Nico Williams is enjoying life after a strong start to the season with Athletic Club and a first Spain call up. On Saturday against Switzerland, he will have the chance to make his debut.
Unfortunately, one of the hot topics in Spain is the racism that was suffered by Vinicius Junior on Sunday night at the Civitas Metropolitano.
In an interview with Marca, the issue was raised with him after he commented that there were a lot of good people in Spain. Williams was asked whether that applied to all of Spain following Sunday’s events.
“Yes, I think here there are a lot of good people. Racists are very small groups that we have to eradicate. In general people are very good and help those who arrive from abroad a lot. We are very grateful because they have offered us that help.”
He was also asked whether he personally had suffered from racists abuse, taking into account his elder brother Inaki has.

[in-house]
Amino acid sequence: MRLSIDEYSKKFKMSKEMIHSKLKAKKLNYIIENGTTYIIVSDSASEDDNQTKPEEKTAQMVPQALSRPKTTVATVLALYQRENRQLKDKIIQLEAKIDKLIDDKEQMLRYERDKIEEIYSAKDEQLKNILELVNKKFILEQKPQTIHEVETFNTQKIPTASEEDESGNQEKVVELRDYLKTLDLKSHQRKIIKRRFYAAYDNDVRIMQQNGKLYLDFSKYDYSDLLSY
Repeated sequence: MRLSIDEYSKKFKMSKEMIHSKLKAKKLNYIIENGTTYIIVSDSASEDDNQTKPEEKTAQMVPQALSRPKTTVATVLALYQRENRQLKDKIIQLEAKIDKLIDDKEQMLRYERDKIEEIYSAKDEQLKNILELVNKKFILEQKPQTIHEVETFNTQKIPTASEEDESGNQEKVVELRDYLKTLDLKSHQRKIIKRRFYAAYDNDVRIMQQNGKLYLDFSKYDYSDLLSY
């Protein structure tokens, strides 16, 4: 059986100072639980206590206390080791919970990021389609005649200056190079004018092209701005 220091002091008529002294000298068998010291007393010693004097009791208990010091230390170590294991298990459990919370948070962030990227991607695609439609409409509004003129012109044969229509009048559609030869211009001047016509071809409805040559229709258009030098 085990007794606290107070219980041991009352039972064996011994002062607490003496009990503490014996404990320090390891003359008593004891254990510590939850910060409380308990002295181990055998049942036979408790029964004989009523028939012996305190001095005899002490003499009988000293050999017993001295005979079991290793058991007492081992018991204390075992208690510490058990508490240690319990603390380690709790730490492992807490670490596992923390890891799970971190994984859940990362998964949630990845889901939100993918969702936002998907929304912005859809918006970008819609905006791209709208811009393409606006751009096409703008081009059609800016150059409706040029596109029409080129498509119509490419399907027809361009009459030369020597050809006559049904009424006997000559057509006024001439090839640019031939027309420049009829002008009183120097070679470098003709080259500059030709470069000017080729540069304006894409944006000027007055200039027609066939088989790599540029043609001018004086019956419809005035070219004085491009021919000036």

“Luckily no. But I have seen my brother a bit frustrated in that respect. I think they are part of football and I hope that people think and reflect on what they do and that this ends.”
The interviewers, Jose Felix Diaz and Miguel Angel Lara, offered education as a solution.
“Yes, that starts from very young. No-one is born a racist. Education at home, education at school and I think that little-by-little racism will disappear.”
While it is natural that he should be asked about it as one of the few black players in the Spanish national team. There are benefits to having the discussion and platform for those most affected. Equally, it is hard to ask for answers to racism in a country from a 20-year-old joining the senior Spain squad for the first time.